Archives » Kathleen Jamie

The Overhaul by Kathleen Jamie

Picador, 2012, 59 p

 The Overhaul cover

Winner of the 2012 Costa Poetry Award, shortlisted for the 2012 T S Eliot Prize.

35 poems, most one pagers, one six pages, the rest two. 2 are eftir Hölderlin (as is one in Jamie’s later collection The Bonniest Companie). Hölderlin seems to be one of her favourite models. Most poems here are in English with the odd Scots word but some are entirely Scots. Nature, or those working in the outdoors, is an inspiration for many and there is an abiding seriousness to her poems, though she is not beyond essaying a pun for a last line. An odd quirk was that some poems had missing full stops at their conclusion, as if they’re unfinished. Understandable enough for those two entitled Fragment 1 and Fragment 2.

I most enjoyed Excavation and Recovery with its evocation of deep time partly because I have seen (in Perth and Abernethy Museums respectively) the log boat whose archaeological recovery it partly describes and a depiction of the dig process.

The Bonniest Companie by Kathleen Jamie

Picador, 2015, 70 p including 1p Notes and Acknowledgements.

The Bonniest Companie cover

This, Jamie’s latest book of poetry, won the Saltire Society Book of the Year Award for 2016.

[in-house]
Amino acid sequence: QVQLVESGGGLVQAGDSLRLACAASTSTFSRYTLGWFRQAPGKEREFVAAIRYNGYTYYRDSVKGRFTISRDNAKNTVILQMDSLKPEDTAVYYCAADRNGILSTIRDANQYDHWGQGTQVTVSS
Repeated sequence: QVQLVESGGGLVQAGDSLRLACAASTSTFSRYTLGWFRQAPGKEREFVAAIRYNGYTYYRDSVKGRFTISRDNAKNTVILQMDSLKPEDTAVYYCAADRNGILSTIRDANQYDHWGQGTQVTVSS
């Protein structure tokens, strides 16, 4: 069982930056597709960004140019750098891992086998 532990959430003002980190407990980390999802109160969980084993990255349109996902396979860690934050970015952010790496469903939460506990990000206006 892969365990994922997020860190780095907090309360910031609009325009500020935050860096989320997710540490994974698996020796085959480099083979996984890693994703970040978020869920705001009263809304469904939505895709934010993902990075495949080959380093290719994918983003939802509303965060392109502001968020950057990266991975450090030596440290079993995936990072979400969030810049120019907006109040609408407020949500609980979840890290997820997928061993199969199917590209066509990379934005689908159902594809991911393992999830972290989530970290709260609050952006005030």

There are 47 poems here of which only two stretch over 1 page in length. Most take the form, if not the formal structure, of a sonnet, though Soledades has eight lines of what look like prose before opening out in its last three lines. Some are very short indeed. The last, Gale, has only 16 syllables, shorter than a haiku. The longest, Another You, bears out the potency of cheap music, the titular deer in The Hinds are “the bonniest companie”. Ben Lomond refers to the bonny banks in a poem which, like the song containing those lines, is about death and remembrance. 23/9/14 is an injunction to gird up again after the Scottish Independence Referendum. High Water compares ocean tides to an adulterous affair, Scotland’s Splendour scopes out the delights of memories from a book stumbled on in a charity shop, Wings Over Scotland is a litany of the recorded deaths of birds of prey on various landed estates, taken – verbatim it would seem – from the original reports.

The language Jamie uses goes from standard English to various degrees of Scots depending on the poem. Migratory II, (eftir Hölderlin) is the most uncompromisingly Scottish. The prevalence of poems about animals or landscape places Jamie’s poetry firmly within the tradition of Scottish literature.

Pedant’s corner:- midgies (I know Scottish spelling is a moveable feast but midges, please,) “one less left” (“one fewer” sounds more natural to me.)

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